The Suri are an agro-pastoral people and inhabit the mountains of the Great Rift Valley in the plains of south-western Ethiopia. As a people, they pride themselves on the scars they carry.
In this remote Ethiopian tribe, members undergo extremely painful rituals including lip plates, scarification and dangerous stick fighting all.
Scarification is the act of “covering, disguising and transforming the body” by creating wounds in one’s own flesh in order to cause indelible markings. It is perhaps one of the most misunderstood body modification procedures done today. It is largely perceived in Western society as a harmful cultural practice.
Scarification is widely practiced in some manner in almost every society in Africa and has held a strong cultural significance in many civilizations including the Suri.
The Suri pride themselves on their scars and how many they carry. Their women perform decorative scarification by slicing their skin with a razor blade after lifting it with a thorn. After the skin is sliced the piece of skin left over is left to eventually scar.
When girls hit puberty they have their bottom two teeth removed before a small hole is cut into their bottom lip.
A clay disc is then inserted into the hole, which is steadily increased.
Having a lip plate is a sign of female beauty and appropriateness; a common thought is that the bigger the plate, the more cattle the woman is ‘worth’ for her bride price, though this is denied by some.
On the other hand, the men traditionally scar their bodies after they killed someone from an enemy group. Together with stick-dueling (Donga), such a custom, which is quite painful, is said by some observers to be a way of getting the younger Suri used to seeing blood and feeling pain.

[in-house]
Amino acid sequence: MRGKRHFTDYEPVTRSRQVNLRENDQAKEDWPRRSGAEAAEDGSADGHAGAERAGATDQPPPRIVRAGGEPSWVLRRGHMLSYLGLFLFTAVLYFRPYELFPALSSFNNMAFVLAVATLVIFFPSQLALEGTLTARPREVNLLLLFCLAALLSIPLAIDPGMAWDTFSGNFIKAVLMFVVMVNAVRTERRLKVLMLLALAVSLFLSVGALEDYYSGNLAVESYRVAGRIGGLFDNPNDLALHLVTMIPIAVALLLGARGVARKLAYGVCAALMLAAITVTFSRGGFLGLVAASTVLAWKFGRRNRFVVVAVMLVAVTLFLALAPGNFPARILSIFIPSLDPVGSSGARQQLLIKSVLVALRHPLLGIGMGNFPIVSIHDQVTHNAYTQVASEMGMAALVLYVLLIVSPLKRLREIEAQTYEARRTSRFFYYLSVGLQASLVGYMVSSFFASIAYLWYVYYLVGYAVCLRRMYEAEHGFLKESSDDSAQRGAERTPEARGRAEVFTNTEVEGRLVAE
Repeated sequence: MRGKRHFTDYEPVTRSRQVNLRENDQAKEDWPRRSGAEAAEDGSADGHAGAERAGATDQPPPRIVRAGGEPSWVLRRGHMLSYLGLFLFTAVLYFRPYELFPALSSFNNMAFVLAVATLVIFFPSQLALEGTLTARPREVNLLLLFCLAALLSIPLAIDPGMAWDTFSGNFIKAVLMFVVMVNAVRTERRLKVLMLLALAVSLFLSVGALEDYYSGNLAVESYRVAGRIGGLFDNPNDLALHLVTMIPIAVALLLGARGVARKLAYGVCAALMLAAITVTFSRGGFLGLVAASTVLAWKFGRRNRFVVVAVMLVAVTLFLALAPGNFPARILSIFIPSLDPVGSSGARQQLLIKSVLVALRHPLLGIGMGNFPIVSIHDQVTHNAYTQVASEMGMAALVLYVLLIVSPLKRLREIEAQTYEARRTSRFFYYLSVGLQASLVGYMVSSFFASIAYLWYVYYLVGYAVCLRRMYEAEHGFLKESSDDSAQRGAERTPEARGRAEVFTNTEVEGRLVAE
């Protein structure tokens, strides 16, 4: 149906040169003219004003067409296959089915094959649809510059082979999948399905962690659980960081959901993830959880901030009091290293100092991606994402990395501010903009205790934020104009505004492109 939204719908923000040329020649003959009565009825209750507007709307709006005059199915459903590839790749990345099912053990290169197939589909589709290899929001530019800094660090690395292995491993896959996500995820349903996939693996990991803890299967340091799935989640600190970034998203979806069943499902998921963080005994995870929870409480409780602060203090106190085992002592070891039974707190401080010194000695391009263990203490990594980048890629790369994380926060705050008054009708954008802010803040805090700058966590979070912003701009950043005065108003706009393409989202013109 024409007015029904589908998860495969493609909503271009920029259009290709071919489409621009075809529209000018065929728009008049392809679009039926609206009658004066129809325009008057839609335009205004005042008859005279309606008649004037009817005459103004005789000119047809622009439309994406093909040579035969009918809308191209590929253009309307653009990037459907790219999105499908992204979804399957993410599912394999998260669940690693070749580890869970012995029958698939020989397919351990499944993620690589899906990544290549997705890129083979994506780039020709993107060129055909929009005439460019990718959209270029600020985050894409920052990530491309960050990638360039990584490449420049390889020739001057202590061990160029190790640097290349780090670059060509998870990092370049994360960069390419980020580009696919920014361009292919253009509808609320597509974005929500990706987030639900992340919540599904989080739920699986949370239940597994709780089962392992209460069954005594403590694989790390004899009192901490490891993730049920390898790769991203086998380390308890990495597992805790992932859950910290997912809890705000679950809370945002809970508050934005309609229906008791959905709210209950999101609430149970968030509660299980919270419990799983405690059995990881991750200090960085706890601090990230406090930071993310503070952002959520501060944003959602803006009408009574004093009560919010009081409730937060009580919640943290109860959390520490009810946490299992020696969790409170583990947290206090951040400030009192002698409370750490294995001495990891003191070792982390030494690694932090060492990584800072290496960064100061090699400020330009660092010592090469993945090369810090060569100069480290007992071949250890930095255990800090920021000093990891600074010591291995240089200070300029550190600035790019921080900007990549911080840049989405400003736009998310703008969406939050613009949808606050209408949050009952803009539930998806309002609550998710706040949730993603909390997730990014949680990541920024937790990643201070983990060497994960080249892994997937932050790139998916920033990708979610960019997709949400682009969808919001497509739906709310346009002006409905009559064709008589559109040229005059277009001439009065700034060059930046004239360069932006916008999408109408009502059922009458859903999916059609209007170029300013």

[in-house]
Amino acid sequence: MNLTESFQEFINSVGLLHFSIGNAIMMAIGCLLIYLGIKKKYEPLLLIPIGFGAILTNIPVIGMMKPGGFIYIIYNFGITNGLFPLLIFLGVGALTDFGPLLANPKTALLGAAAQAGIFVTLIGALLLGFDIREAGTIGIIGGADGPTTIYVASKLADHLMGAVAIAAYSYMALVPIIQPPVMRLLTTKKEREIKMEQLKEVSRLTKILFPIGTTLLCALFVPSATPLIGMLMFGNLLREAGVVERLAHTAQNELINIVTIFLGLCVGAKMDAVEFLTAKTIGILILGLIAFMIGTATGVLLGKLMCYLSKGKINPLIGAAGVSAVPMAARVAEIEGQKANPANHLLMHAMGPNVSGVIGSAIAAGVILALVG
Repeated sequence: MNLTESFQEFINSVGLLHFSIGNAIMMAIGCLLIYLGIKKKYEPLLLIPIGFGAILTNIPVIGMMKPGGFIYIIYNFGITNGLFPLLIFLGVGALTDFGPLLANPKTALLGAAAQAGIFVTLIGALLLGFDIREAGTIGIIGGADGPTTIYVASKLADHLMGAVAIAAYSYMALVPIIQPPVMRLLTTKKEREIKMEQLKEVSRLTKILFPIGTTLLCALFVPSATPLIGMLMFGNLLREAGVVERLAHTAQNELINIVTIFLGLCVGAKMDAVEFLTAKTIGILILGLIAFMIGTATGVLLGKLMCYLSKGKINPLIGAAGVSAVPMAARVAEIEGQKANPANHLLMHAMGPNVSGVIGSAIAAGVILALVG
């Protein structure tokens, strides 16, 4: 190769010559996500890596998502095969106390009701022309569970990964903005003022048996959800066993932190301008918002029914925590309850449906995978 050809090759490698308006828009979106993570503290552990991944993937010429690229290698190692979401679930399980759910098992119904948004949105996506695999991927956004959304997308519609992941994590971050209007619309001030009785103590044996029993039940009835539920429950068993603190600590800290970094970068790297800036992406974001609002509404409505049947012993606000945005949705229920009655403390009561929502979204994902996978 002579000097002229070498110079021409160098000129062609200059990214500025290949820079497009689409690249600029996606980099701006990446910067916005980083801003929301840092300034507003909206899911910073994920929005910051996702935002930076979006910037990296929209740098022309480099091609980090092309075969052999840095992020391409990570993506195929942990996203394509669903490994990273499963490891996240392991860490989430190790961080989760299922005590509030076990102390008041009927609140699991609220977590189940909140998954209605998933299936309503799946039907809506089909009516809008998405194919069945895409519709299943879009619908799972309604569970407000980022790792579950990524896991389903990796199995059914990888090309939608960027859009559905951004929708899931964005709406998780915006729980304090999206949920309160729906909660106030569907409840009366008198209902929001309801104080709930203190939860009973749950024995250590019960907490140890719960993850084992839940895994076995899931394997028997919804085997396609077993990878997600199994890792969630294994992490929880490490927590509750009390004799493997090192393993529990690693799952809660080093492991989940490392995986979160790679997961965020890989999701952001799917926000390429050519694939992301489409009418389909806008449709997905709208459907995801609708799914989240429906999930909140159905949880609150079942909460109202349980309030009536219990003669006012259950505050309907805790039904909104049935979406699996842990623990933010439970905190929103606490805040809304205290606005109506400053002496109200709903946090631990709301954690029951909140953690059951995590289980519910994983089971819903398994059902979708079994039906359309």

The ‘Donga’ or stick fight – a combination of martial art, ritual and sport – has traditionally been a way men impress women and find a wife.
The participants fight with little or no clothing, and the violent clashes sometimes result in death. As well as providing an opportunity to attract a partner, the fights aim to get young men used to bloodshed – which communal leaders believe comes in handy if they clash with other tribes.
Battles usually take place between Suri villages, which can consist of between 40 and 1,000 people.
Religion and Beliefs
The Suri have a sky god named Tumu. The Suri also believe in spirits and take recourse to (female) ‘diviners’ as well. Another belief of the Suri is in rainmaking. This skill is passed down through heredity and is only given to one male in specific clans. When his services are needed, the men collect chips from a specific tree. These chips are then masticated and the remaining juice is then mixed with clay. This combination is poured and smeared over the man’s body. After this process, rain is expected to fall.
Danger of Displacement
According to “tribal peoples advocacy groups” (Survival International and Native Solutions to Conservation Refugees), the Suri are still in danger of displacement as they are being denied access to their traditional grazing and agricultural lands.
The current threats to Suri and neighbouring groups’ livelihoods are massive state-led ventures like construction of the Gibe-3 (Omo) dam that was completed in 2016. The project eliminated river-bank cultivation and led to water scarcity, this as well as other ongoing construction have seriously affected livelihoods, biodiversity, resources, and space, and do not lead to human development of the Suri people.